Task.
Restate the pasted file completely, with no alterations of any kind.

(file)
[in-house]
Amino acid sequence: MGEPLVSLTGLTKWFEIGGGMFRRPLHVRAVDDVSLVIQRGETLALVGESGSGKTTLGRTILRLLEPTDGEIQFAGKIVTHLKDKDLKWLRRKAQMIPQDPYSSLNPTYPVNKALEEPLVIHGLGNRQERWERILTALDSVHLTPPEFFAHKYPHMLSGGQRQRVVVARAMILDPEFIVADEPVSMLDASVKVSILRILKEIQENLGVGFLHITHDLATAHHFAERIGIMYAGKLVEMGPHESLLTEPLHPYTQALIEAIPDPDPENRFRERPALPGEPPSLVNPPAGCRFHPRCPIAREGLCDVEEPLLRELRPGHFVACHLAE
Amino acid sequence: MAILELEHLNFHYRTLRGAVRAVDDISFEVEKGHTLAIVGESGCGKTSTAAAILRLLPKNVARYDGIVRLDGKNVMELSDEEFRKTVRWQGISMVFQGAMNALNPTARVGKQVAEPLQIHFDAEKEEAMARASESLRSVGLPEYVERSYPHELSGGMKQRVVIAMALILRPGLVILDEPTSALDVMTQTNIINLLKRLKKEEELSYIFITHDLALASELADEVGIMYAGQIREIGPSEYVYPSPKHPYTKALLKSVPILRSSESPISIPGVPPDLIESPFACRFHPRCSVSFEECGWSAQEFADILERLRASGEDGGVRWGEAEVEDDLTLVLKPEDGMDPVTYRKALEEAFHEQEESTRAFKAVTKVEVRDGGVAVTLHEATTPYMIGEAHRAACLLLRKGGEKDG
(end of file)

[in-house]
Amino acid sequence: MGEPLVSLTGLTKWFEIGGGMFRRPLHVRAVDDVSLVIQRGETLALVGESGSGKTTLGRTILRLLEPTDGEIQFAGKIVTHLKDKDLKWLRRKAQMIPQDPYSSLNPTYPVNKALEEPLVIHGLGNRQERWERILTALDSVHLTPPEFFAHKYPHMLSGGQRQRVVVARAMILDPEFIVADEPVSMLDASVKVSILRILKEIQENLGVGFLHITHDLATAHHFAERIGIMYAGKLVEMGPHESLLTEPLHPYTQALIEAIPDPDPENRFRERPALPGEPPSLVNPPAGCRFHPRCPIAREGLCDVEEPLLRELRPGHFVACHLAE
Amino acid sequence: MAILELEHLNFHYRTLRGAVRAVDDISFEVEKGHTLAIVGESGCGKTSTAAAILRLLPKNVARYDGIVRLDGKNVMELSDEEFRKTVRWQGISMVFQGAMNALNPTARVGKQVAEPLQIHFDAEKEEAMARASESLRSVGLPEYVERSYPHELSGGMKQRVVIAMALILRPGLVILDEPTSALDVMTQTNIINLLKRLKKEEELSYIFITHDLALASELADEVGIMYAGQIREIGPSEYVYPSPKHPYTKALLKSVPILRSSESPISIPGVPPDLIESPFACRFHPRCSVSFEECGWSAQEFADILERLRASGEDGGVRWGEAEVEDDLTLVLKPEDGMDPVTYRKALEEAFHEQEESTRAFKAVTKVEVRDGGVAVTLHEATTPYMIGEAHRAACLLLRKGGEKDG